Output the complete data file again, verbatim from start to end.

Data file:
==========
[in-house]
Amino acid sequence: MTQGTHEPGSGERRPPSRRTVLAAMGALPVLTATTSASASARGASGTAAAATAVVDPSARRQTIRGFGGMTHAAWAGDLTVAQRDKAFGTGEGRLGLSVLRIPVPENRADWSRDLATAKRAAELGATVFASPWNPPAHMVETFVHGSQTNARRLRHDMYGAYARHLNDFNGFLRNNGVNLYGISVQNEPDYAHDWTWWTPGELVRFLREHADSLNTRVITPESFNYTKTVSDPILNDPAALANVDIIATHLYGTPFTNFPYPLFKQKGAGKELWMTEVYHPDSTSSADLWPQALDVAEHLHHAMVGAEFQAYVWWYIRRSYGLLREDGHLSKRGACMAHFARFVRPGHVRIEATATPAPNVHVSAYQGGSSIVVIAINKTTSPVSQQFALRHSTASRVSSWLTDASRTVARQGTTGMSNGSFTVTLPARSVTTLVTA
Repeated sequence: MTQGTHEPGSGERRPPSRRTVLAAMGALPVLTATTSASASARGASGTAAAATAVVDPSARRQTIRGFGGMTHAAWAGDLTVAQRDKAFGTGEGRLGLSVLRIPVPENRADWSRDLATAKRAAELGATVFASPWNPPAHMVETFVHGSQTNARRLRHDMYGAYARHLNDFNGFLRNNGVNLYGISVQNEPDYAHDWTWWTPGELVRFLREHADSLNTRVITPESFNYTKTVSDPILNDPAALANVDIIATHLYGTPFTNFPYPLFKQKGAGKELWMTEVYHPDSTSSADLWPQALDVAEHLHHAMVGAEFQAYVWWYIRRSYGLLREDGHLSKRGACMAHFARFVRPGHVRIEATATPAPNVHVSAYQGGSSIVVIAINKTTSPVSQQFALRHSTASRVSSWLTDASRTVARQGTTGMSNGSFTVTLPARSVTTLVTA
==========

[in-house]
Amino acid sequence: MTQGTHEPGSGERRPPSRRTVLAAMGALPVLTATTSASASARGASGTAAAATAVVDPSARRQTIRGFGGMTHAAWAGDLTVAQRDKAFGTGEGRLGLSVLRIPVPENRADWSRDLATAKRAAELGATVFASPWNPPAHMVETFVHGSQTNARRLRHDMYGAYARHLNDFNGFLRNNGVNLYGISVQNEPDYAHDWTWWTPGELVRFLREHADSLNTRVITPESFNYTKTVSDPILNDPAALANVDIIATHLYGTPFTNFPYPLFKQKGAGKELWMTEVYHPDSTSSADLWPQALDVAEHLHHAMVGAEFQAYVWWYIRRSYGLLREDGHLSKRGACMAHFARFVRPGHVRIEATATPAPNVHVSAYQGGSSIVVIAINKTTSPVSQQFALRHSTASRVSSWLTDASRTVARQGTTGMSNGSFTVTLPARSVTTLVTA
Repeated sequence: MTQGTHEPGSGERRPPSRRTVLAAMGALPVLTATTSASASARGASGTAAAATAVVDPSARRQTIRGFGGMTHAAWAGDLTVAQRDKAFGTGEGRLGLSVLRIPVPENRADWSRDLATAKRAAELGATVFASPWNPPAHMVETFVHGSQTNARRLRHDMYGAYARHLNDFNGFLRNNGVNLYGISVQNEPDYAHDWTWWTPGELVRFLREHADSLNTRVITPESFNYTKTVSDPILNDPAALANVDIIATHLYGTPFTNFPYPLFKQKGAGKELWMTEVYHPDSTSSADLWPQALDVAEHLHHAMVGAEFQAYVWWYIRRSYGLLREDGHLSKRGACMAHFARFVRPGHVRIEATATPAPNVHVSAYQGGSSIVVIAINKTTSPVSQQFALRHSTASRVSSWLTDASRTVARQGTTGMSNGSFTVTLPARSVTTLVTA